The schools will be fully integrated by fall 2013 if lawmakers decide to go through with the state consolidation plan. (WRDW-TV / Jan. 9, 2012)
Tuesday, Jan. 10, 2012
ATLANTA -- The merger of two Augusta universities was unanimously approved Tuesday afternoon.
Lawmakers decided to merge Augusta State University and Georgia Health Sciences University, in addition to six other colleges across the state.
The other colleges that will be consolidated are: Gainesville State College and North Georgia College & State University; Middle Georgia College and Macon State College; Waycross College and South Georgia College, according to the University System of Georgia website.
Talks of the merger have been underway for months now.
Gov. Nathan Deal and Mayor Deke Copenhaver have told News 12's Chris Thomas that the merger would be good for the city of Augusta and the state as a whole.
"It will be a university with a medical school," said Hank Huckaby, chancellor of the Board of Regents.
It was standing room only as the board voted unanimously in favor of the chancellor's recommendation to merge GHSU and ASU.
"It will become an economic engine for that part of the state," Huckaby said. "I see no downside at all to what we are proposing."
But even the formal presentation acknowledged challenges likes branding and identity issues.
"My mission is to see that this is a successful merger," said Philip Wahl, incoming chairman of the ASU Foundation. "When I was the president of the alumni association, we also changed the name to Augusta State University."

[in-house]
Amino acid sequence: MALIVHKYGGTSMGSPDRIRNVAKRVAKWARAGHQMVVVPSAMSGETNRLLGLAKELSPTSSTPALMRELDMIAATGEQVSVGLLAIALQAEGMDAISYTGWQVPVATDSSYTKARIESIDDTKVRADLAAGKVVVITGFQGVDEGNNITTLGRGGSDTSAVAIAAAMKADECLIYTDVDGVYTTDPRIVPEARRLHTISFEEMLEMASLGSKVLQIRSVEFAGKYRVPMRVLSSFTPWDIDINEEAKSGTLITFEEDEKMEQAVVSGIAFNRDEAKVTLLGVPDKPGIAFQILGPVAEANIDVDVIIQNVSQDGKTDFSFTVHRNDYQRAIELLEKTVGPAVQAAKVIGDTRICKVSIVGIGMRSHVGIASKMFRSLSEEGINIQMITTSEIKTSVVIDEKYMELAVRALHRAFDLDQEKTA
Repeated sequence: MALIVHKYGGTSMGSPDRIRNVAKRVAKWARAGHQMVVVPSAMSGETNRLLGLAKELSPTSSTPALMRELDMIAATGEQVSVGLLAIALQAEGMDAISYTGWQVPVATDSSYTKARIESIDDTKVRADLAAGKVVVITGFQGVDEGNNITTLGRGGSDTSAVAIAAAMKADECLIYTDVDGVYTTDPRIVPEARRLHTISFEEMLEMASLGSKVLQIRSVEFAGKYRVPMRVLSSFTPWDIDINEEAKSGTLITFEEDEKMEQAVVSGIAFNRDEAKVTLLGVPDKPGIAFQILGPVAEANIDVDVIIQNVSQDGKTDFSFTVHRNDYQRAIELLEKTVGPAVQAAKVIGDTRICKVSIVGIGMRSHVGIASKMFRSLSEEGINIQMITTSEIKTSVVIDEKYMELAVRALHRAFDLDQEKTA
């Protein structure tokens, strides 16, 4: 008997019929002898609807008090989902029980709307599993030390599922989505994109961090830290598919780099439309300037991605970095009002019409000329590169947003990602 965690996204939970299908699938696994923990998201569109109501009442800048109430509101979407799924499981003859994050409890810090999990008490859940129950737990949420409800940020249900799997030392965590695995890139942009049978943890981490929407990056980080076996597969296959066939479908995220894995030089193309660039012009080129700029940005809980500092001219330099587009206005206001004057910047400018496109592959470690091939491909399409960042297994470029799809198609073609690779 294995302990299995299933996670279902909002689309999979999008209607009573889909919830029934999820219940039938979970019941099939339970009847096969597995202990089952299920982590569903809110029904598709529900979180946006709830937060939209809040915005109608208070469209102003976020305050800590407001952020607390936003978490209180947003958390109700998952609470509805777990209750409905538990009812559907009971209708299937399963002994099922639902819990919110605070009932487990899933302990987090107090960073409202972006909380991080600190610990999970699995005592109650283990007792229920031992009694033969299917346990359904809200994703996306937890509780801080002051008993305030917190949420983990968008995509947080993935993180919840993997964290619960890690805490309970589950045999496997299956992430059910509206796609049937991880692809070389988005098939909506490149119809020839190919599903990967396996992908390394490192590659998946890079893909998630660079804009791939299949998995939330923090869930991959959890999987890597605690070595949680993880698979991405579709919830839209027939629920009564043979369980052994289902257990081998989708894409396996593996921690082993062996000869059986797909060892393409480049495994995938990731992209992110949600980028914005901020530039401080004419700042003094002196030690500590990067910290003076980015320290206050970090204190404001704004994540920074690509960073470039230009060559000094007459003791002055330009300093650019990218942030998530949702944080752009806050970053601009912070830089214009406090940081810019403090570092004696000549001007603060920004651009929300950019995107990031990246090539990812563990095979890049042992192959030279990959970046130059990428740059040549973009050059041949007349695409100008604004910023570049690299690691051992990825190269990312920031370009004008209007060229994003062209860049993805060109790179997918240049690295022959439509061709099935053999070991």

Huckaby insists the move will benefit students.
"We think they are going to be able to show that they have a diploma from an even better institution," Huckaby said. "A better known institution."
The chancellor has a message for those who feel left out of the decision-making process.
"Quite frankly, in the real world, if we hand taken that tack, we would be standing here next year talking about consolidation again," Huckaby said.
Dr. Ricardo Azziz of GHSU and Bill Bloodworth of ASU were on hand for the announcement.
The integration will be complete by fall of 2013.
There is no word yet on the name of the new university.
At the meeting, a pamphlet was handed out outlining the opportunities and challenges presented by the GHSU/ASU merger:
-Reflects a bold move to create a new university that builds on the strength of two institutions with distinct missions.
-Creates a 21st century research institution that provides high-quality and comprehensive undergraduate programs and top-tier health education and research that meets regional and statewide needs.
-Continues to support the access mission, which is vital to regional needs.
-Allows for growth of research efforts to spur economic development and facilitate knowledge transfer.
-Offers a wide array of undergraduate programs in liberal arts and professional fields.
-Recognizes geographic proximity (less than 2 miles apart).
-Builds on strong community support.
-Significant differences exist in institutional mission, organization and governance.
-Complexity associated with current Health System structure would be further complicated by integration.
-Branding and identity issues exist."
The university system has created a website to help coordinate information and communication related to the consolidation here.
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